Here are some scary facts on American retirement.
- 36% of Americans said they don’t contribute anything to retirement savings , like a 401(k) or a IRA.
- 35% of Americans over the age of 65 rely almost totally on Social Security alone.
- 55% of American workers have less than $2000 saved for retirement.
- Starting this year, social security fund outflow exceeds the total inflow from payroll taxes.
Now, here are 20 steps you should take today to secure your future. First let me introduce you to the terminologies, in case you need.
Retirement Saving Terminology
Rollover: Thisis the term used for funds that an employee and employer have accumulated and have options to be transferred when the employee leaves the job.
Split Rollover assets:These are assets following a divorce. The assets from an IRA or Roth IRA fund may be split and put into another qualified trust by the recipient.
Qualified plan or trust: One that has been approved for tax exemption by the IRS
Rollover withdrawal: Is when you elect to withdraw funds that you have accumulated.
IRA: Individual retirement account
Roth IRA: Roth was the Congressman who made the amendments to the standard individual retirement plan
If you are a US employee and your company has a 401 k IRA plan, you have the option to enroll in it. This gives the employer the right to make a contribution to a 401k plan, provided the employee permits an equal deduction from their salary. The combined amounts must be paid into a qualified trust. These combined amounts are sheltered from tax When the employee leaves the job, for whatever reason, the money in the trust fund allows for a cash withdrawal from the age of 59 ½. It also enables the plan to be moved to another qualified investment or possibly leave it where it is. Here’s a guide to 401(k) vs. IRA, should you rollover?
Definition of a Roth IRA
Contributions are not tax deductible but when the investor makes a withdrawal at retirement age (min 59 ½ years) all proceeds are completely tax free. There’s no age restriction on withdrawing contributions, however, if you are under 59 ½ you will pay penalties if you withdraw any of the profits from investments. There are restrictions on who is eligible for a Roth IRA: A person submitting as a single cannot earn more than $95,000 per year. A married couple cannot earn more than $150,000 per year.
20 Do’s and Don’ts for Retirement Saving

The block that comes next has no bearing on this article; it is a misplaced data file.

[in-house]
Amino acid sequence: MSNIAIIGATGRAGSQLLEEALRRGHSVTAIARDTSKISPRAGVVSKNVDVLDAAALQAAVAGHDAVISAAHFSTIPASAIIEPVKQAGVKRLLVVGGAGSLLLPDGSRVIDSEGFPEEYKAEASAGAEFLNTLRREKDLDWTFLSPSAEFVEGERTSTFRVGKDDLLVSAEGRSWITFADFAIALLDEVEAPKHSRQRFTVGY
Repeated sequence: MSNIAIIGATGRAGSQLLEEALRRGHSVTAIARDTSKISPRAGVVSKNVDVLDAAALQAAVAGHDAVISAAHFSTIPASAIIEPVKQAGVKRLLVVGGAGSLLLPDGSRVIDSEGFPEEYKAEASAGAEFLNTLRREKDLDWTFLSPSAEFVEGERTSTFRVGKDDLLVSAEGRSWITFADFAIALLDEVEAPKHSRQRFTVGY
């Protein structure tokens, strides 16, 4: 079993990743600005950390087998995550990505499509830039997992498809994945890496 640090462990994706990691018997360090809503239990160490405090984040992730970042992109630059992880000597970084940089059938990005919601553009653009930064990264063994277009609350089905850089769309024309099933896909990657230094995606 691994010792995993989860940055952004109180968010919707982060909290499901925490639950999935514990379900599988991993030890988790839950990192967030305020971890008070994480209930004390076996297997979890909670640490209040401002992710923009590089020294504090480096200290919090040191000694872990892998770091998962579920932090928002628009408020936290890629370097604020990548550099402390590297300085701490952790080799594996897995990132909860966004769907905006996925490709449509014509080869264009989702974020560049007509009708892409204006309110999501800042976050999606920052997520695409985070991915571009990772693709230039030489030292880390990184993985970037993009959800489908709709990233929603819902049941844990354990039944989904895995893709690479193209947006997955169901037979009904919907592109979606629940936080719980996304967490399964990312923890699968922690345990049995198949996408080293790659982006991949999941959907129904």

- Work out how much you will need to maintain an acceptable lifestyle when you retire.
- Save as much as you can. here are some ways to save.
- Contribute to your employer’s retirement plan (401k), at least that much where you can take 100% employer match, if any.
- Consider whether an IRA or a Roth IRA would be best for you.
- Find out if you will benefit from your spouse’s or legal partner’s pension plan.
- Find out details about your employer’s benefit plan, scan the benefit documents.
- If your employer doesn’t have a plan, ask if they would set one up
- Find out all you can about where you can deposit your savings, including the benefits and risks involved. Create a balance by mixing high risk investments with moderate to low risk investments
- Do not make withdrawals from your plan before retirement age as you may lose tax advantages or have to pay penalties
- Find out what Social Security benefits you will be entitled to, post retirement.
- Max out all retirement saving contribution, if you can, specially if you have started late.
- If you leave a job where you have made contributions to an IRA plan, you can transfer funds to another qualified plan, tax free, if you abide by the plan’s rules. However, some options could land you with a tax bill, penalties and administration costs.So read the conditions carefully
- You can normally transfer your IRA funds to your spouse / legal partner when leaving your employment but you must adhere to the conditions of your plan to prevent a penalty being imposed by the IRS.
- If you are divorced your retirement assets may be divided between your spouse or legal partner and you
- If you are the person receiving a divorce split rollover assets, you must put them into an IRA in your name, within 60 days to avoid taxes and penalties
- It doesn’t usually affect your plan if you move it whilst the stock market is rising or falling, as it’s the longer term impact of the stock market that impacts on growth. Losses you have incurred through market downturns are not usually deductible in your tax return due to the tax free shelter that you already have
- When you transfer your funds to another qualified account ensure that you find out the administration charges and what investments the company going to make on your behalf.
- You have 60 days to decide where you want to move your rollover fund to. If you take longer you will be subject to IRS penalties
- When your plan allows you to withdraw money. You will have the options of either taking a larger lump sum with a smaller pension, a smaller lump sum with a larger pension or in some cases leaving your plan where it is until you are ready to withdraw.
- If you do elect to take a larger lump sum make sure that you don’t unwittingly move yourself into a higher tax band.
Readers, what other measures you consider important and not mentioned here? And, are you contributing to retirement saving?